One of the telling virtues of bourbon is how you can get really good quality for a reasonable price. This sometimes holds true outside the United States, even after import duties have taken their bite. Bourbon is definitely a spirit where “cheap” doesn’t necessarily mean “inferior.”
Even among bourbon enthusiasts, the go-to choices for everyday drinking often cost $25 or less, and the top five under-$25 bourbons demonstrate why.
Elijah Craig 12 Year Old ($25): We polled the staff, readers and outside experts over at The Whiskey Reviewer to compile this list, and one choice stood head and shoulders above all others: Elijah Craig 12 Year Old. An expression dating to the days when I was still in high school, and one that is therefore billed by its makers as “the original small batch,” Elijah Craig is well-aged, of middling proof (94), and very, very reasonably priced. It is arguably the ultimate bang for your buck bourbon.
Wild Turkey 101 ($23) : The largest part of the reason Wild Turkey 101 is the most underrated bourbon around is because it is such a budget winner, so naturally it appears near the top of the “bourbons for under $25” list. If middle aged, high proof Kentucky bourbon is what you want, Turkey 101 is a contender. If you want all of that at a low price, it’s the only contender.
Old Forester ($16): Although this is the sleeper among the best economical bourbons, it isn’t hard to see why Old Forester has its followers. With 18% rye in the mash bill, this whiskey has just above the norm rye content. This makes it spicier than the average bourbon, but not so much as a true “high rye.” This makes it both a bargain and an entry to high rye bourbons.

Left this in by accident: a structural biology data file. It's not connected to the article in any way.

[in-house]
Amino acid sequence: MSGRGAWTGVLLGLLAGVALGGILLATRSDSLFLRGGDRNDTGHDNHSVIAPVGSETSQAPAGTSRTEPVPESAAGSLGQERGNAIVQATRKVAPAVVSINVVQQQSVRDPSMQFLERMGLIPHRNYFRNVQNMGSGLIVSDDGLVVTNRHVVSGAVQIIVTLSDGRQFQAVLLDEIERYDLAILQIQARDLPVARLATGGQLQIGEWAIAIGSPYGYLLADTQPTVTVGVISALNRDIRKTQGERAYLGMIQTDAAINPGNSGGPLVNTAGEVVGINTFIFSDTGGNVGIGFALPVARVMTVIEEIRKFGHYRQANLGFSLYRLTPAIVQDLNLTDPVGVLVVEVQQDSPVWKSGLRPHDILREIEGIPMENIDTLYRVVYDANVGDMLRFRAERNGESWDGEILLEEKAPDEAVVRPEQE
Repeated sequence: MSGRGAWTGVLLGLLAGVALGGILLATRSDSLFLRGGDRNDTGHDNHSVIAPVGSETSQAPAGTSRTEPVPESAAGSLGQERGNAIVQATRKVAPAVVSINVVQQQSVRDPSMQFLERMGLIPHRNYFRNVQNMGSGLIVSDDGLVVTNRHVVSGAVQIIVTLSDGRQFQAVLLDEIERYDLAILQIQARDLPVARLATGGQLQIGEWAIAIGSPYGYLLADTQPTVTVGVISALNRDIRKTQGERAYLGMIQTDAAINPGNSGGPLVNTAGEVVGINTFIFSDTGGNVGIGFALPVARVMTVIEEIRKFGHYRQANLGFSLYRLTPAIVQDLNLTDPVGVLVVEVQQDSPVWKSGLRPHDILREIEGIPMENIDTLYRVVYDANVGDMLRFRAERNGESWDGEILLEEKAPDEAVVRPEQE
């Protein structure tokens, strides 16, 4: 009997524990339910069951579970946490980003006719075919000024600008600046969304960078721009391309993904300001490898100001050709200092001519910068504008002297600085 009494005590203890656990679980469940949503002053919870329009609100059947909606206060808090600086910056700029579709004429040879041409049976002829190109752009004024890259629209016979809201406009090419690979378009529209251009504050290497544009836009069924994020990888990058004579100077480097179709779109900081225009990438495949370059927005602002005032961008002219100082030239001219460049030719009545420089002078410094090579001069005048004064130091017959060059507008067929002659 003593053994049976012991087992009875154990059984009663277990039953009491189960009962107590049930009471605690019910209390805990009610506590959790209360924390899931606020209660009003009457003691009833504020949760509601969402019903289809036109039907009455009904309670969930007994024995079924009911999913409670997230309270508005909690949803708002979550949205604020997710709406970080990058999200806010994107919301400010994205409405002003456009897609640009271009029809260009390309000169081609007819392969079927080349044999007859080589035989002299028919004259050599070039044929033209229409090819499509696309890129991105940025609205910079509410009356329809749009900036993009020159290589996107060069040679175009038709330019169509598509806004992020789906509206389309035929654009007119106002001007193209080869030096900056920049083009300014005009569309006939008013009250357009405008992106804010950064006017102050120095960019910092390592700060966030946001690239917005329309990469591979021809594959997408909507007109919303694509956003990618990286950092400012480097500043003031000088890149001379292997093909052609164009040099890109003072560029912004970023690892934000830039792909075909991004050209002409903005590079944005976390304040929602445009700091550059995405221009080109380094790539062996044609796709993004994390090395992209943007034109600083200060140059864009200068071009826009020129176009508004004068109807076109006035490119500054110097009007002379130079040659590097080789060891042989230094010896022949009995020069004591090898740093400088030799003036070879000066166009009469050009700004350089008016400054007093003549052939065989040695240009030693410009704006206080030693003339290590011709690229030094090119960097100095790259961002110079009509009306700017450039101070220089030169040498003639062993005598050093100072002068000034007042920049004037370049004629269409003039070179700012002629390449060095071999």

Four Roses Yellow Label ($18): The only 80 proof bourbon on the list, Four Roses Yellow Label was the bedrock of the distillery’s comeback from being a rotgut whiskey into a symbol of quality. Bourbon snobs might have swooned over the Limited Edition Single Barrels, but the distillery’s real success lies in its humble, mass market entry. This is also one of the few truee “high ryes” in the bargain basement, under $20 category, based as it is on a blend of two bourbon stocks with mash bills of 20% and 35% rye respectively.
Old Grandad 114 ($23): Let’s say you want a cheap, quality bourbon with a proof above even the whopping 101, 50.5% abv level of Wild Turkey 101. Go straight to Old Grandad 114. Like Four Roses Yellow Label, it’s a true high rye too. Don’t take that to mean Old Grandad 114 is hot and too boozy, but instead just realize this is a big and bold bourbon rather than a mellow sipper.
Richard Thomas writes for The Whiskey Reviewer, a web magazine covering the world of whisk(e)y and one of the most-read whiskey websites in the world. For more whiskey reviews, news, mixology and drink history, click here.